Drones offer a perspective you simply can't get any other way and they don't have to cost the earth either.
The latest models are amazingly easy to fly and produce stunning video. Drones such as the DJI Mavic Air 2 and Mini 2 have a lot technology from pro-level drones, but are still within most people's budget.
Budget, of course, is a great place to start when choosing a drone. The price range is larger than most gadgets, starting from as little as £10 / $10 for one of the best cheap drones right up to thousands for 'prosumer' models which border on professional drones.
But as you'd guess, you'll need to spend quite a lot if you're more interested in capturing amazing aerial video. However, there are some excellent mid-range options such as the £419 / $499 DJI Mavic Mini 2, which doesn't need to be registered as it's below most countries' 250g weight limit.
Don't forget, though, that the laws on flying drones still apply to the Mavic Mini. You can't just fly a drone wherever you like. So read up on the rules for flying drones in the UK and also where you're allowed to fly. Plus, if you are in the UK, since the end of November 2019 it's the law to register any drone weighing more than 250g.
Scroll down below the reviews to find more in-depth buying advice.
Best drones 2020
1. DJI Mavic Air 2
The Mavic Air 2 is one of the best options under £800. And one of the best consumer drones around.
Shooting 4K60 is great as it means you can slow the footage in your video editor for a more cinematic look, and you can also shoot slo-motion footage at 240fps in 1080p.
Add the upgraded obstacle avoidance, remote control and flight time (compared to the original Mavic Air) and there's no contest: the Air 2 is superior in every way. It isn't perfect due to the lack of obstacle sensors on the sides, but accept and work around its limitations and you'll be extremely happy with it.
Read our full DJI Mavic Air 2 review
2. DJI Mini 2
The Mini 2 is a fantastic drone and fully deserves its place in this list. Video quality is markedly improved over the Mavic Mini, and the ability to shoot RAW photos (as well as the auto exposure bracketing feature) means it’s a great tool for aerial photography as well.
Add the upgraded motors which allow for better wind resistance, the significantly better controller and massively better range (and performance when there’s lots of interference) it easily justifies the price hike.
Even without Active Track (which is the biggest disappointment – not the lack of obstacle avoidance) it’s a great buy.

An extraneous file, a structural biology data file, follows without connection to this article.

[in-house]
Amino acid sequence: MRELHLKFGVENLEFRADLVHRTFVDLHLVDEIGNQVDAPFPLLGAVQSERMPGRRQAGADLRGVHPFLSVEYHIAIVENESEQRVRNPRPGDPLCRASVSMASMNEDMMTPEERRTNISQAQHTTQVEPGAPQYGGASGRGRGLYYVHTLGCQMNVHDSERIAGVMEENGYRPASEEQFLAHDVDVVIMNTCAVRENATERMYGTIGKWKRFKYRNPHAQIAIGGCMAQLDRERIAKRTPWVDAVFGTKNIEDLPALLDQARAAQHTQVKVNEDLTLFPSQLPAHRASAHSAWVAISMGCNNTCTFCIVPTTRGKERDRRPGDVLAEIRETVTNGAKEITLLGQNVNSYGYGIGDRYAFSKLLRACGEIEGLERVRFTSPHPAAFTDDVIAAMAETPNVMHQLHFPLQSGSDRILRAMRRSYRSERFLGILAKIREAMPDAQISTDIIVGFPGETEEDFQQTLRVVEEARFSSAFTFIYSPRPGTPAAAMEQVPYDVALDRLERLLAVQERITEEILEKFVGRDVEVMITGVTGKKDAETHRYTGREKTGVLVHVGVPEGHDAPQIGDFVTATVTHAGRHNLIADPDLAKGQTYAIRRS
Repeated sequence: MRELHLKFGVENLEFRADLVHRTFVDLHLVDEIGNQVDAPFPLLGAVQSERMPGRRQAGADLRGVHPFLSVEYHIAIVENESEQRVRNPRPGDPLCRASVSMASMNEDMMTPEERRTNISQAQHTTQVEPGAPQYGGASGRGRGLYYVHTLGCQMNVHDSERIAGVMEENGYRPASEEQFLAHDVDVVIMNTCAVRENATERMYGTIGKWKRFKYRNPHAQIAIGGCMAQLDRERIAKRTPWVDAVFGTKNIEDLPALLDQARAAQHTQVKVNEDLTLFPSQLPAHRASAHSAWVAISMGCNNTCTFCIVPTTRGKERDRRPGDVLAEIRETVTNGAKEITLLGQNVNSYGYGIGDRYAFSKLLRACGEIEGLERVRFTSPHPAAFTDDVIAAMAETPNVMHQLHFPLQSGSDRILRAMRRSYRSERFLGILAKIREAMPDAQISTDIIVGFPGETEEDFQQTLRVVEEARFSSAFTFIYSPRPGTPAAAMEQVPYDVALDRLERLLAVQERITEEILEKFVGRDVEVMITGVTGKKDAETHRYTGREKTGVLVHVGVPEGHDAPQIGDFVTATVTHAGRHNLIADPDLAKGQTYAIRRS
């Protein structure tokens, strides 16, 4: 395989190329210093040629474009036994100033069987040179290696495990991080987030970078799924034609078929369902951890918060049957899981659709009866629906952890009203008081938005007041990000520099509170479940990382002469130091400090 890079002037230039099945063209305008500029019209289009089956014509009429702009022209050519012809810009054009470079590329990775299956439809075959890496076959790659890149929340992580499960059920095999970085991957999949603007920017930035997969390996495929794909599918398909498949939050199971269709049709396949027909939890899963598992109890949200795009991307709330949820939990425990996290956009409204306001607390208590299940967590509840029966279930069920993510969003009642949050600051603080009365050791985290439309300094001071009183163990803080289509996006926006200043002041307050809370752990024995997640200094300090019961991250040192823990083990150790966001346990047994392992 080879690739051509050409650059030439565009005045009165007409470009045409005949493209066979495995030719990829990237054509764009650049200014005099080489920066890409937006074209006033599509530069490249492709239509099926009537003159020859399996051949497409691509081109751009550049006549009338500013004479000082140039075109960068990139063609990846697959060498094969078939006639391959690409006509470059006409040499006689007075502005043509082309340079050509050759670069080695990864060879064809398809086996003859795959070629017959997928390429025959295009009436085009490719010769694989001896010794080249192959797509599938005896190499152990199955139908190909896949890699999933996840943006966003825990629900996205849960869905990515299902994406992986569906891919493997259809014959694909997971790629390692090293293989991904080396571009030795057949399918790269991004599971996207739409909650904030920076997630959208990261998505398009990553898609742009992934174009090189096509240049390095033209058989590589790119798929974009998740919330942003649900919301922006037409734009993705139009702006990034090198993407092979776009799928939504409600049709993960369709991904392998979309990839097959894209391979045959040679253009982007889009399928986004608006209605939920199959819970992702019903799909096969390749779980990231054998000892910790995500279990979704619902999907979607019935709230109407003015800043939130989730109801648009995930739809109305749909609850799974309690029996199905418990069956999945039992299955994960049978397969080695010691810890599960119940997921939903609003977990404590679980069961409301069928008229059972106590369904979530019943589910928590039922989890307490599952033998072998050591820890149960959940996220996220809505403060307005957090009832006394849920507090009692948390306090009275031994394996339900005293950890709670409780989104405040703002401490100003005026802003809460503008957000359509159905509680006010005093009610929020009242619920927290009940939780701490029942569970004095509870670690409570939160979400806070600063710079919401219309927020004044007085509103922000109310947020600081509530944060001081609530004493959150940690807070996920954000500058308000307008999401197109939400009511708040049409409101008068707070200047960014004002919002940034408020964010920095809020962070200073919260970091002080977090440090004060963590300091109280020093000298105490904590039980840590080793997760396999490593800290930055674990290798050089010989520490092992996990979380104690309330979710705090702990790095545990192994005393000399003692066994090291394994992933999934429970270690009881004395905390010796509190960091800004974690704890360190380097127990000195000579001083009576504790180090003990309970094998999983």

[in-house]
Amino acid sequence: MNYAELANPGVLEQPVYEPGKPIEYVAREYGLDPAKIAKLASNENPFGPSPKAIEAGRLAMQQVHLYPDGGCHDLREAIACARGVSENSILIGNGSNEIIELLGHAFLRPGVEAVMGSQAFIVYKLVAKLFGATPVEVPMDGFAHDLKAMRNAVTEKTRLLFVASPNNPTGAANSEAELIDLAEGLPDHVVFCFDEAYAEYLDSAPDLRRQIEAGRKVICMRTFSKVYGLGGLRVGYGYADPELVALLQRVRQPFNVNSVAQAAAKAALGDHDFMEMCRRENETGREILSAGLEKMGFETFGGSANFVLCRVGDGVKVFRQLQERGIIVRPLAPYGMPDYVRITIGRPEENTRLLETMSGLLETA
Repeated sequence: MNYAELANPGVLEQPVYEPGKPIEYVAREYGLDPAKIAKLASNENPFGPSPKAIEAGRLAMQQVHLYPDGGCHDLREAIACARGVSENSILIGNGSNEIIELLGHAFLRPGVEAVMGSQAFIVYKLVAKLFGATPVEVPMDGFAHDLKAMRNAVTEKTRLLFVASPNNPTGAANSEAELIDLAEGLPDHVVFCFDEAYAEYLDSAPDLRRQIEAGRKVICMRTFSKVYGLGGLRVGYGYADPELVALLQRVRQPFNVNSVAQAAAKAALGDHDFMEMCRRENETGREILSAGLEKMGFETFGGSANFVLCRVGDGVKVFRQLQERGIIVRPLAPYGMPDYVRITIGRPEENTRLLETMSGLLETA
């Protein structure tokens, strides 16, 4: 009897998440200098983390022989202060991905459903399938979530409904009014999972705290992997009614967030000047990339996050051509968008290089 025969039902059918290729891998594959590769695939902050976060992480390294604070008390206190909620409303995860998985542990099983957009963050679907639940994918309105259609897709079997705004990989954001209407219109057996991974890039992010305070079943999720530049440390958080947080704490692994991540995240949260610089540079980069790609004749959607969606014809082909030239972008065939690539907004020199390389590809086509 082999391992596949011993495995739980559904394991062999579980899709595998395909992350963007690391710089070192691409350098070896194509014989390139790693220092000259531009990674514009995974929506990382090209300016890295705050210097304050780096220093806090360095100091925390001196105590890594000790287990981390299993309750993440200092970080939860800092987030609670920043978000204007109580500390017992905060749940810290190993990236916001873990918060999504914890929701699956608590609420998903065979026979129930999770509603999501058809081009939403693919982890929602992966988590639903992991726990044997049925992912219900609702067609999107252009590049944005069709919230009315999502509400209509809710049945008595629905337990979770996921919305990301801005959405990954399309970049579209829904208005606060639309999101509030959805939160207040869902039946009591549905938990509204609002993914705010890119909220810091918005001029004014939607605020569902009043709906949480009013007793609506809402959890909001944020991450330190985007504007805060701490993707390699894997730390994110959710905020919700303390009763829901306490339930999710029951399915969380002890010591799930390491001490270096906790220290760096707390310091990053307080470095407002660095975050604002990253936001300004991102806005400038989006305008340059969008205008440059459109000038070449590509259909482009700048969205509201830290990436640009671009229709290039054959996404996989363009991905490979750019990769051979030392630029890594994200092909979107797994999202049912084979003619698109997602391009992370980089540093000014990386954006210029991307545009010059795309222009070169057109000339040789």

Read our full DJI Mini 2 review
3. DJI Mavic 2 Pro / Zoom
If you can afford a few hundred over and above the Mavic Air 2, the Mavic 2 Pro is still one of the best choices. This is mainly thanks to its great camera, and ability to shoot in 10-bit colour. If you don't care about this, and the fact it tops out at 4K/30, then save your money and get a Mavic Air 2.
The Mavic 2 Zoom is also an excellent drone. Its long flight time is a real advantage, and it remains fairly portable.
Its obstacle avoidance system is also impressive, as is its object tracking and video transmission system. But it's the zoom lens which really makes the difference, letting you get closer to your subject.
Read our full DJI Mavic 2 Zoom review
4. DJI Mavic Mini
Aimed at first-time fliers, the Mavic Mini is a cut-down version of the Mavic Air 2. It’s a competent drone which is easy to fly, but it doesn’t have obstacle avoidance and uses the DJI Fly app which has a more limited feature set.
The good news is that it takes respectable video and photos, and it’s light enough to avoid needing registration in some countries.
It's currently being sold alongside the new Mini 2, but even though it's cheaper, you're better off spending the extra on that drone if you can afford it. If, however, you see the Mavic Mini cheaper than the RRP, especially if DJI discontinues it soon, it could still be a bargain.
Read our full DJI Mavic Mini review
5. Parrot Anafi
With a gimbal that can tilt up 90 degrees as well as down, plus a battery that charges via USB-C and the ability to record 4K HDR video, the Anafi is a good alternative to DJI.